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How I built the NMEA network


I must start by saying that I don't understand electronics very well, and not at all how all the devices are connected on a boat. However, with the help of the Internet, and as a result of a forced stay on land, I decided to build a complete network of devices for my boat in the comfort of my own home.


NMEA


This mysterious word is an abbreviation of the letters of the National Marine Electronic Association, an international organization founded in 1957 in New York, which brings together electronics manufacturers for the maritime industry. The NMEA has established communication standards so that the products of individual manufacturers can communicate with each other without restriction.


There are currently two standardised systems on the market, the older NMEA 0183 and the newer NMEA 2000. In addition to these networks, there are several other interfaces, such as SeaTalk from RAYMARINE, which although they have different connectors, they can be interconnected.


What does it actually allow? Thanks to a unified communication system, you can connect products (displays, chartplotters, information collectors, etc.) into a common network, and they will understand each other and share information.


NMEA 2000 network


To build a network for my boat, I chose the newer NMEA 2000. The structure appears very simple, a backbone network to which individual devices are connected. Low power devices can draw energy directly from the network, high power devices (such as a chartplotter) must still have their own power supply.


The network is illustrated in the diagram above (source www.svb.de). The description is as follows.


1. Backbone network. A cable that runs throughout the boat, with a maximum length of 100 metres, so satisfactory for most leisure boats.


2. Network termination. The network cable must have a terminator (a special resistance connector) at both ends of the cable.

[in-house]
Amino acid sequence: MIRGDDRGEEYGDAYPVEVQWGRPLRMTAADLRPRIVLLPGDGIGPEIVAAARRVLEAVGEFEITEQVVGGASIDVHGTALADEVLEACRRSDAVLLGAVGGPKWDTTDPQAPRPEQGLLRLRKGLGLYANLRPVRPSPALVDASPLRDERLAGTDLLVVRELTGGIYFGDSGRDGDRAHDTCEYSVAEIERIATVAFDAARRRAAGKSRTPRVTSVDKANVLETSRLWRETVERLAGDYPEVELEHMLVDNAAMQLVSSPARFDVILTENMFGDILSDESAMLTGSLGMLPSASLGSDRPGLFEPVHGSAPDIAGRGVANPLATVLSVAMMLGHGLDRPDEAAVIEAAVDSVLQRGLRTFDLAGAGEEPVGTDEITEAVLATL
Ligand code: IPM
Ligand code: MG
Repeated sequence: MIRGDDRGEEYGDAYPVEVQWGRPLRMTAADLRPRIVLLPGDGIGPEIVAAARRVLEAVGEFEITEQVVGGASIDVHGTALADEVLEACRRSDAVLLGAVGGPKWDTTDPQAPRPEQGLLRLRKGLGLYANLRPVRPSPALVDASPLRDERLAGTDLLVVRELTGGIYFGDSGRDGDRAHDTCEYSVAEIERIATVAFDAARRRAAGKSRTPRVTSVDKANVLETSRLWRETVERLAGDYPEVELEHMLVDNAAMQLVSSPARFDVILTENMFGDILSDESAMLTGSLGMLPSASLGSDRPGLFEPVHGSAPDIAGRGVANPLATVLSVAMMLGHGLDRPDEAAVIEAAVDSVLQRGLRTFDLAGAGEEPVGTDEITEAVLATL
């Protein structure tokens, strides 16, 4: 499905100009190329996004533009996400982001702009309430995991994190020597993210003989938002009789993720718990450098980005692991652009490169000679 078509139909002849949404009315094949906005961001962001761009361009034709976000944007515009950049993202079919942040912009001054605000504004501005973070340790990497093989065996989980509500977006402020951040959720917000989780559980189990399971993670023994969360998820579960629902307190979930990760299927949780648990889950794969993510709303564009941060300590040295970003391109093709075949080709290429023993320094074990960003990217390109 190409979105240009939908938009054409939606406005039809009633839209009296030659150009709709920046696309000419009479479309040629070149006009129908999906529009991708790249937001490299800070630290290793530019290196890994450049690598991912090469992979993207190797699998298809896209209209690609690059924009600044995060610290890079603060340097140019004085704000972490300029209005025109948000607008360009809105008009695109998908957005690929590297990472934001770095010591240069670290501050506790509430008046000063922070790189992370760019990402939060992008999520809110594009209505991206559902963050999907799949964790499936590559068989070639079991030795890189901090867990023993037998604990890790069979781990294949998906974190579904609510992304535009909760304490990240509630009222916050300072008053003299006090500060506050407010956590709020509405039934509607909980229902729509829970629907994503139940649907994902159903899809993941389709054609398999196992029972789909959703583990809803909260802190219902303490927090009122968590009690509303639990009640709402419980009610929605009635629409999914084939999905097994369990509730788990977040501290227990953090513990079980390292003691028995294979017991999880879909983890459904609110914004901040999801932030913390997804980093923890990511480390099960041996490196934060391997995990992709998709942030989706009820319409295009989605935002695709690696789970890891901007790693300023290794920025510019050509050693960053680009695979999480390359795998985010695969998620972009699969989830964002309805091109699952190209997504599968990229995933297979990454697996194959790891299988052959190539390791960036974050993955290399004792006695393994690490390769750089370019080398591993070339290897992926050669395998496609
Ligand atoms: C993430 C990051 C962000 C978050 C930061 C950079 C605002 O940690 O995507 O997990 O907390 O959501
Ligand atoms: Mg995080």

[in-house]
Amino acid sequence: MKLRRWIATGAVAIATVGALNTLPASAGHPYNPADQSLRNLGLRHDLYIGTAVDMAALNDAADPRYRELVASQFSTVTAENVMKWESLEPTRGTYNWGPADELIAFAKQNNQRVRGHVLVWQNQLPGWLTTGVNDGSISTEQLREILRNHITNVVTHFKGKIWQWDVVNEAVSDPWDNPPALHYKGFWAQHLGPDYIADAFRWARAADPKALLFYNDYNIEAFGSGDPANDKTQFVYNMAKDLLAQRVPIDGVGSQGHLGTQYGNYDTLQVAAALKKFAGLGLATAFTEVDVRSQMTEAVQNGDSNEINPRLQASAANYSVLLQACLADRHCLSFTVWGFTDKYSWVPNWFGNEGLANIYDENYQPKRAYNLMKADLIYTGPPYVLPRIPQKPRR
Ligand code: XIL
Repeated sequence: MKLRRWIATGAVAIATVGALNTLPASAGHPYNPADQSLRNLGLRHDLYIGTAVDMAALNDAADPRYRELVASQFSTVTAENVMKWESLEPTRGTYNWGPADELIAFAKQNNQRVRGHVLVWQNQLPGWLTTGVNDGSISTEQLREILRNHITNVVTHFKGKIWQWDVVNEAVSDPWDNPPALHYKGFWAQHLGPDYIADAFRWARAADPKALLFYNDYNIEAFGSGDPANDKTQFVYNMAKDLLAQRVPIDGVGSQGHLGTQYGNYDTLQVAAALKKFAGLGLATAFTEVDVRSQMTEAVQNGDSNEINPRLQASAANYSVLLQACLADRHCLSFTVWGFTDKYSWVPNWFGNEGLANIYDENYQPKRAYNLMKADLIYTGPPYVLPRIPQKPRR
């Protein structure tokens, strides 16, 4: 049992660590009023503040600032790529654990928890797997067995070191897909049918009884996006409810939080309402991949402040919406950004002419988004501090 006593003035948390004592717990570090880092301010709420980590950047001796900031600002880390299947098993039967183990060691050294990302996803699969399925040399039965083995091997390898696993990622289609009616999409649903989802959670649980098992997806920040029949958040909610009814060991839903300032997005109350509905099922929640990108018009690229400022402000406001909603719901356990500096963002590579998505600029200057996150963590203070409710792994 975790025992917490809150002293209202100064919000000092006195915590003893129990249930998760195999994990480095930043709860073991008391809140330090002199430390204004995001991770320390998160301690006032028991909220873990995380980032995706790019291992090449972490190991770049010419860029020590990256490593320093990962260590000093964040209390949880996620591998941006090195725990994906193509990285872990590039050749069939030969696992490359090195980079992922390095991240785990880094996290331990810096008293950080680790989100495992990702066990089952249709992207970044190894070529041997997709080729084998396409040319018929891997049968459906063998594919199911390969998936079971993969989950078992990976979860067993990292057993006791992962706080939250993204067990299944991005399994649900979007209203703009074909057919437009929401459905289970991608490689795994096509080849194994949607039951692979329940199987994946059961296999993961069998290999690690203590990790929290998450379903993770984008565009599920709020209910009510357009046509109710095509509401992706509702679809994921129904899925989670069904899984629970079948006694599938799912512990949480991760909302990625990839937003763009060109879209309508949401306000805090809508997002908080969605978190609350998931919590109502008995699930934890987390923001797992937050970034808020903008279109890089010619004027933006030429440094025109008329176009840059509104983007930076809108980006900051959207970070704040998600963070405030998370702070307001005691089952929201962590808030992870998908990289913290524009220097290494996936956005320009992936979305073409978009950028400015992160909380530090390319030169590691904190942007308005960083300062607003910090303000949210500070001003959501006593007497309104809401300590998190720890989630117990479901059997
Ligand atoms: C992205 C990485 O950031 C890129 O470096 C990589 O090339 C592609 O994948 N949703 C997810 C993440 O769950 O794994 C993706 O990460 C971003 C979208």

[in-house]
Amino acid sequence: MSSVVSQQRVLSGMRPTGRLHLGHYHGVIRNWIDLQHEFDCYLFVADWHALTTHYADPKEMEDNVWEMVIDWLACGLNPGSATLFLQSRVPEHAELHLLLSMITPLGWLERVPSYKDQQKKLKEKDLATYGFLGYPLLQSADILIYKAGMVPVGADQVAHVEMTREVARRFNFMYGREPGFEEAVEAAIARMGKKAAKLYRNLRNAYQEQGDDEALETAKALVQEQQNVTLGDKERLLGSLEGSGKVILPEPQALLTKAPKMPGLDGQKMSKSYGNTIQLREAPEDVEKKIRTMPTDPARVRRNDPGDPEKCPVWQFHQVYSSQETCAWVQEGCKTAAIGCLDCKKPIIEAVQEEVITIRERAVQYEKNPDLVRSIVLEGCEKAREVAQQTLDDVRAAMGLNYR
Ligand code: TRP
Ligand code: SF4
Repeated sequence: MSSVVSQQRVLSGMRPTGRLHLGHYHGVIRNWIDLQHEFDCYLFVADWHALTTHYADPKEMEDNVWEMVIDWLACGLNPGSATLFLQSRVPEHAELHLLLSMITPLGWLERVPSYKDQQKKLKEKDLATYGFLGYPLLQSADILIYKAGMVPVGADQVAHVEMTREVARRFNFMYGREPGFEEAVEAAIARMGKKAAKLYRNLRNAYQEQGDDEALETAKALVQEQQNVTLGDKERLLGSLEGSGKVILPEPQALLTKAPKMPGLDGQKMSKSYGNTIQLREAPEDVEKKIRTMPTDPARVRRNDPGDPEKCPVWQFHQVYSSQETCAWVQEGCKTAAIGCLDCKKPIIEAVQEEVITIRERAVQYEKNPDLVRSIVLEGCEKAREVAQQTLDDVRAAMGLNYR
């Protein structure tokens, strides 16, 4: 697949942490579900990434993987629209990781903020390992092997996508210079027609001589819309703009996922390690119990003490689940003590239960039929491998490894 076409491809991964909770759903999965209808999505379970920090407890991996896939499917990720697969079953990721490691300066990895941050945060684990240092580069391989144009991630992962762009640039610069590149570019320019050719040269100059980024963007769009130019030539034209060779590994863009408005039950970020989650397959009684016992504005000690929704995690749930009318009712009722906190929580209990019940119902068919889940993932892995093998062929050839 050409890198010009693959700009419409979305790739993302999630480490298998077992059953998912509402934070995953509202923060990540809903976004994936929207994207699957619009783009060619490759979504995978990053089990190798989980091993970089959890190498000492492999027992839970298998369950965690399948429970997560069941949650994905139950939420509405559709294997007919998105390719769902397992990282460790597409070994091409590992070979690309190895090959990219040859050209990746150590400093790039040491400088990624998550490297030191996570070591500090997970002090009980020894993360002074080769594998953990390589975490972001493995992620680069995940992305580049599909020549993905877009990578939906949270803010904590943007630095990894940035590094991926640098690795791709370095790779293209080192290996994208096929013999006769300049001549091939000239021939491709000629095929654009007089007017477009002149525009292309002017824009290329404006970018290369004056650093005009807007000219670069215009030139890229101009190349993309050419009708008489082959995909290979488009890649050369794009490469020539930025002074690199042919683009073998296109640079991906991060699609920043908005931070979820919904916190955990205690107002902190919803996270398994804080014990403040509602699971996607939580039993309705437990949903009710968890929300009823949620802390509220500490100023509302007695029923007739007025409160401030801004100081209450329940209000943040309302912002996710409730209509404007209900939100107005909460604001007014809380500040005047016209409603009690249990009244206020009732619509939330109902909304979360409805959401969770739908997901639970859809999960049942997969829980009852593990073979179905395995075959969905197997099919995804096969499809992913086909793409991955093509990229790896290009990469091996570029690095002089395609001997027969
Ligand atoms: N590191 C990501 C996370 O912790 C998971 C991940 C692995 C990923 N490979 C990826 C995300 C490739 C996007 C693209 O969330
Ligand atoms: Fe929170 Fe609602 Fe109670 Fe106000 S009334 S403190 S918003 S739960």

3. Drop cable. A cable connecting the individual devices with the network (maximum 6 metres in length). This cable is connected to the network by a T-piece, allowing through connection of the network cable through the horizontal male/female connectors, and a device port on the vertical leg. T pieces are available with 1, 2 or 4 device ports, but can also be connected directly together for any combination of device connections.


4. Power source. Connected to the 12V marine batteries, and connected near the middle of the network to reduce voltage drop between the extreme ends of the network.


5. Devices. Any NMEA 2000 compliant device or information source can be connected to the network. These include chartplotters, display units, VHF radio, hi-fi system, etc.


6. Data sources. Any NMEA 2000 compliant information source, autopilot, GPS, compass, wind vane, tridata (depth, speedometer, temperature), AIS, wi-fi interface, internet router, etc can be connected to the network.


The advantage of the whole system is that individual devices can share information. As an example, you can display the wind direction and strength directly on the chartplotter. Adding further devices is simple, just add another T-piece and connect the new device directly into the network (such as a second plotter to the chart table or skippers bunk).


If you have a wi-fi interface connected, it is possible to stream this data direct to a smartphone or tablet.


Even if you have an older NMEA 0183 network installed on your boat, it is possible to connect these devices to the NMEA 2000 network using an adapter.


The network is built on the ‘plug & play’ principle, so the devices can read all the data automatically. Another advantage is the ease of installation, no soldering or complicated cable interconnection. It just all plugs together using standardised connectors.


COSTS


What are the hardware costs for all this?


The costs for networking will depend on the complexity of your onboard equipment, but for a typical leisure yacht would be:


· Garmin GPSMAP 922 - 650 EURO

· Garmin Wind and tridata + two displays - 850 EURO

· Garmin GPS antenna - 200 EURO

· Network cable 10 metres - 50 euros

· Device connecting cable - from 16 EURO for 0.5, to 50 EURO for 10 metres

· T piece (1 port) - 16 EURO

· T piece (4 port) - 45 EURO

· Starter kit (contains three T-pieces, termination connectors, power cable, one 5 meter cable, one half meter cable) - 85 EURO This link provides detailed instructions for setting up an NMEA 2000 network.


The advantage of the whole system is the relative ease of installation, so nothing prevents you from installing the NMEA network around your boat yourself.


And whilst locked down with COVID 19, you can mock up the installation around your house.

I wish you much success.


https://static.garmin.com/pumac/Tech_Ref_for_Garmin_NMEA2k_EN.pdf

Honza





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